On Washington's lobbying industry, a perennial fixture, he had this to say a year earlier: "This town is swarming with lobbies, so you can't throw bricks in any direction without hitting one, much inclined as you are to throw bricks."
Remarkably, he answered questions across the full range of government business off the cuff and without briefing notes, though he was known to prepare extensively.
Overall, the tone is of a wry senior academic tutoring an awed student seminar - perhaps unsurprisingly, given that Wilson had previously served as president of Princeton, and two of the press corps, Arthur Krock and David Lawrence, were his former students.
"He was a professor and his view of political leadership was that it was about educating the public," says John Milton Cooper, Wilson's biographer.
"He wanted to elevate the level of public debate. He wanted people to understand."
Wilson held 64 press conferences in 1913 and 64 more in 1914. In 1915, however, they became less frequent, and in July he cancelled them altogether.
The stated reason was the pressure of the tense international situation - a German U-boat's torpedoing of the RMS Lusitania in May of that year cost 139 American lives - but many reporters suspected Wilson had simply got tired of them.
Ryfe argues that there was a fundamental disconnect between what the president and the press wanted from the briefing sessions.
"He's trying to get them onside, to work with him and help the public understand the issues," Ryfe adds.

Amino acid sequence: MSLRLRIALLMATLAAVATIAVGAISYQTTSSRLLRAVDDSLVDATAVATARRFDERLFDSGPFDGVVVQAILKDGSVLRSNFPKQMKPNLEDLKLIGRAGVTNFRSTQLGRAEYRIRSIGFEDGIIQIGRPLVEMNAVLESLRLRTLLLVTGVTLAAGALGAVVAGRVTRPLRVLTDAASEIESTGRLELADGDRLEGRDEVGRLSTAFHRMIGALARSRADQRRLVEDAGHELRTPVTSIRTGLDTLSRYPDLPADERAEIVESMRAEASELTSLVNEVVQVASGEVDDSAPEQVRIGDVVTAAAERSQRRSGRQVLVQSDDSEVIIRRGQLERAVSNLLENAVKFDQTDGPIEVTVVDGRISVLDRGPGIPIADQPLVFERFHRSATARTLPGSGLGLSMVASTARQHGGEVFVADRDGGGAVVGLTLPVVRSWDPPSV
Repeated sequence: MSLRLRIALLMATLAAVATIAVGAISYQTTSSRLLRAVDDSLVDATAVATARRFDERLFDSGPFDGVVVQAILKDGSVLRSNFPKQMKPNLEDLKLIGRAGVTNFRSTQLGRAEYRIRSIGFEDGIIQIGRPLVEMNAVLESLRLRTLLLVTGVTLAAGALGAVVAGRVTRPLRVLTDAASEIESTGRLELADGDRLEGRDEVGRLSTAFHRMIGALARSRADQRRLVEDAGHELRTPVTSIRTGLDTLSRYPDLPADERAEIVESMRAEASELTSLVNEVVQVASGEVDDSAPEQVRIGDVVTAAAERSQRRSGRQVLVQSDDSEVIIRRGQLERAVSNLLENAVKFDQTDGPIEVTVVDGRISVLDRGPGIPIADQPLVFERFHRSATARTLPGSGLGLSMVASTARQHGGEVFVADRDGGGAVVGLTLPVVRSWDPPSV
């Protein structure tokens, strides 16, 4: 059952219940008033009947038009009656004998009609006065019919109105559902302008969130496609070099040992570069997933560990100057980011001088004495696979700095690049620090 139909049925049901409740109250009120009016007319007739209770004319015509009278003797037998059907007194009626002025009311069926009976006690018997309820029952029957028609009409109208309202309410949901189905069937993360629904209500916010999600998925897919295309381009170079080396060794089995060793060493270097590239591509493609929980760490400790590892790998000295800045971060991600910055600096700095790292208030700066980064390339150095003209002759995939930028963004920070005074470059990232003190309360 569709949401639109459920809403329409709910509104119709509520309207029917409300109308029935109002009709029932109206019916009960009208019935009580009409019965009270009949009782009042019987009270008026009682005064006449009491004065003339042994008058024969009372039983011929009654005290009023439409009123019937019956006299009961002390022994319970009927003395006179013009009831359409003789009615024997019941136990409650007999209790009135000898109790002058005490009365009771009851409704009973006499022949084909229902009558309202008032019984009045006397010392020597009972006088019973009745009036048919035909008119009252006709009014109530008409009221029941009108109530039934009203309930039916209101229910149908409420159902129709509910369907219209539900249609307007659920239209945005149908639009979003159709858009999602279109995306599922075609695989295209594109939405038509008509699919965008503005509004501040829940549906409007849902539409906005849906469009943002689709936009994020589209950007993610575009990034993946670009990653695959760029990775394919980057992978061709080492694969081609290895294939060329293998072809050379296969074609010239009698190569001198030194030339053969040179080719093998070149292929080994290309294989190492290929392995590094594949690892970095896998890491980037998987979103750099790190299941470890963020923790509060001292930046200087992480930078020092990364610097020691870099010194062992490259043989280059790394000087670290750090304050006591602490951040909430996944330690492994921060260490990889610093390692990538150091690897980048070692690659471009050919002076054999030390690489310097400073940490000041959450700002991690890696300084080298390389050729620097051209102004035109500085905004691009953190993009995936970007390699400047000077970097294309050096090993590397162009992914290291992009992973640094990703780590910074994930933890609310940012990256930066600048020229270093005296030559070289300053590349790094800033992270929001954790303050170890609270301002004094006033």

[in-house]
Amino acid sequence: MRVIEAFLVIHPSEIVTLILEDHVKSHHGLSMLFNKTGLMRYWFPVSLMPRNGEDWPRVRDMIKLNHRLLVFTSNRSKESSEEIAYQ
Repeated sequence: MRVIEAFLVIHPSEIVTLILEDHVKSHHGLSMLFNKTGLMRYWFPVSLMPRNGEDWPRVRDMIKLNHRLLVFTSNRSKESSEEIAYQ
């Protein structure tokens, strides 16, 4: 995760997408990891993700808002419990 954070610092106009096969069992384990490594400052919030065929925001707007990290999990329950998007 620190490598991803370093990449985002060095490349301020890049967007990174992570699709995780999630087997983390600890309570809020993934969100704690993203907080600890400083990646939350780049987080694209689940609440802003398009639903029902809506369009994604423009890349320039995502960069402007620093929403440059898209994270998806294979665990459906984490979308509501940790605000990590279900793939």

"But to them, they're talking to the president purely because he is news. They don't have any business helping him do his job. This was a tension from the very beginning."
Cooper, however, believes Wilson was genuinely concerned about inadvertently spreading misinformation after the sinking of the Lusitania.
The president resumed the press conferences after his re-election in 1916, although they were conducted less frequently than before.
"I don't buy the notion that he was submitting himself to something he didn't like," Cooper says.
"I think he enjoyed it well enough. Wilson liked public speaking, He liked to campaign."
Wilson reformed the White House's communications strategy in other ways, too. He was the first president to deliver the State of the Union address to Congress in person since Thomas Jefferson discontinued the practice in 1801.
All of Wilson's successors felt compelled to hold press conferences, although the balance of power remained with the president into the second half of the 20th Century.
When in 1950 Harry Truman remarked that "the greatest asset that the Kremlin has is Senator McCarthy", reporters warned the quote would provoke an uproar and agreed to "soften" it.
The change in dynamics came with the arrival of television cameras during the presidency of Dwight Eisenhower, and of live screenings under John Kennedy.
"Since then they've changed from being low-risk to high-risk," says Kumar.
A modern president facing the media on the record now runs the risk of being caught out or held hostage to fortune by an ill-advised, inaccurate or ambiguous remark made in the heat of the moment.
While the Wilson style of conducting press conferences may appear primitive to 21st Century eyes, his innovation nonetheless transformed the media landscape irrevocably.
"It began the precedent that journalists had the right to routinely question the president," says Ryfe. "That's meant journalism became an institution."
As they traipsed warily into the White House, and as often as not had to accept No for an answer, that timid 1913 press corps nonetheless delivered a huge story.